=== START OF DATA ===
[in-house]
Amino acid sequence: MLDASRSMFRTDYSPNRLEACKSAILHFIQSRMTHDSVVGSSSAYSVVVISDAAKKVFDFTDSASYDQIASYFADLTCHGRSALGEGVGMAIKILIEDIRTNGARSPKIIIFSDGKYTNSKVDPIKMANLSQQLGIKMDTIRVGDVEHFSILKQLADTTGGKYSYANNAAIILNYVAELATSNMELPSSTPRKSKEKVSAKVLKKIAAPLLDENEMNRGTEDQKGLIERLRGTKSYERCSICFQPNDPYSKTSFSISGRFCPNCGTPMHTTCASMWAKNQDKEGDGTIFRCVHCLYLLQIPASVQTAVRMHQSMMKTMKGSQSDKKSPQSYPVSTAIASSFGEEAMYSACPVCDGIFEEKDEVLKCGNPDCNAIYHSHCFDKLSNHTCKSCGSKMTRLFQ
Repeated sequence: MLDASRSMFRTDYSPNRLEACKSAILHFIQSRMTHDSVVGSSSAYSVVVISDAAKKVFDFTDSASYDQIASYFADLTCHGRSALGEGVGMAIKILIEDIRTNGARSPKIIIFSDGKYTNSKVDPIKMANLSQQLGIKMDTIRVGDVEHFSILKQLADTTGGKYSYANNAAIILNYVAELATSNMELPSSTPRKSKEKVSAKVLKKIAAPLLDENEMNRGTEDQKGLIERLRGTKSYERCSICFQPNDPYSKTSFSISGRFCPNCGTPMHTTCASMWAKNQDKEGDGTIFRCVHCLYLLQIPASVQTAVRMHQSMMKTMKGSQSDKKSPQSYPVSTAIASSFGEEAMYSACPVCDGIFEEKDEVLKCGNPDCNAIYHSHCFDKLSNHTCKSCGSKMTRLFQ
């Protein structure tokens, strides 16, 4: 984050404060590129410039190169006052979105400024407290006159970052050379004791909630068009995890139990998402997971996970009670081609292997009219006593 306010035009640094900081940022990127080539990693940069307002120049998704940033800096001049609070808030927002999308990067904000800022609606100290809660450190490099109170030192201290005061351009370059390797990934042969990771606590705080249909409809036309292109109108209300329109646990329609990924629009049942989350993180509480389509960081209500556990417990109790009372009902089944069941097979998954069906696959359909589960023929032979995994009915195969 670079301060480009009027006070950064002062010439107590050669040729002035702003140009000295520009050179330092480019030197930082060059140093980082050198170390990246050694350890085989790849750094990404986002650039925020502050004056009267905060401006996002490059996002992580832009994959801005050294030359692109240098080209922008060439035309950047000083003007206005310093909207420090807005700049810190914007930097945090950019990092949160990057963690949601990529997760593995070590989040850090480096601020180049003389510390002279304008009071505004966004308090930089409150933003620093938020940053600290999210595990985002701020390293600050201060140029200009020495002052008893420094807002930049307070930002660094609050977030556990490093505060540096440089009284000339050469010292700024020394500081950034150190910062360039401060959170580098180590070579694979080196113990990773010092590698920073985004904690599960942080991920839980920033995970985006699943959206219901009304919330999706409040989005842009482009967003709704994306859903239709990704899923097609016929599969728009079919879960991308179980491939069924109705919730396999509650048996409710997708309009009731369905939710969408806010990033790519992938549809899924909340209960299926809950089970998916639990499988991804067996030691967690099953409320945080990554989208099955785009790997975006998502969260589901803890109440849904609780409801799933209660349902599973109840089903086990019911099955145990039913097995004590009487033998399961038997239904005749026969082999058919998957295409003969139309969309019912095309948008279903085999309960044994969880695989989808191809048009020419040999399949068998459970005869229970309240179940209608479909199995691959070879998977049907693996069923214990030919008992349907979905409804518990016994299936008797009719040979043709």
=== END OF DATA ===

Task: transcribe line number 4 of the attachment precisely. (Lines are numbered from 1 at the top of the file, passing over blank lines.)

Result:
């Protein structure tokens, strides 16, 4: 984050404060590129410039190169006052979105400024407290006159970052050379004791909630068009995890139990998402997971996970009670081609292997009219006593 306010035009640094900081940022990127080539990693940069307002120049998704940033800096001049609070808030927002999308990067904000800022609606100290809660450190490099109170030192201290005061351009370059390797990934042969990771606590705080249909409809036309292109109108209300329109646990329609990924629009049942989350993180509480389509960081209500556990417990109790009372009902089944069941097979998954069906696959359909589960023929032979995994009915195969 670079301060480009009027006070950064002062010439107590050669040729002035702003140009000295520009050179330092480019030197930082060059140093980082050198170390990246050694350890085989790849750094990404986002650039925020502050004056009267905060401006996002490059996002992580832009994959801005050294030359692109240098080209922008060439035309950047000083003007206005310093909207420090807005700049810190914007930097945090950019990092949160990057963690949601990529997760593995070590989040850090480096601020180049003389510390002279304008009071505004966004308090930089409150933003620093938020940053600290999210595990985002701020390293600050201060140029200009020495002052008893420094807002930049307070930002660094609050977030556990490093505060540096440089009284000339050469010292700024020394500081950034150190910062360039401060959170580098180590070579694979080196113990990773010092590698920073985004904690599960942080991920839980920033995970985006699943959206219901009304919330999706409040989005842009482009967003709704994306859903239709990704899923097609016929599969728009079919879960991308179980491939069924109705919730396999509650048996409710997708309009009731369905939710969408806010990033790519992938549809899924909340209960299926809950089970998916639990499988991804067996030691967690099953409320945080990554989208099955785009790997975006998502969260589901803890109440849904609780409801799933209660349902599973109840089903086990019911099955145990039913097995004590009487033998399961038997239904005749026969082999058919998957295409003969139309969309019912095309948008279903085999309960044994969880695989989808191809048009020419040999399949068998459970005869229970309240179940209608479909199995691959070879998977049907693996069923214990030919008992349907979905409804518990016994299936008797009719040979043709």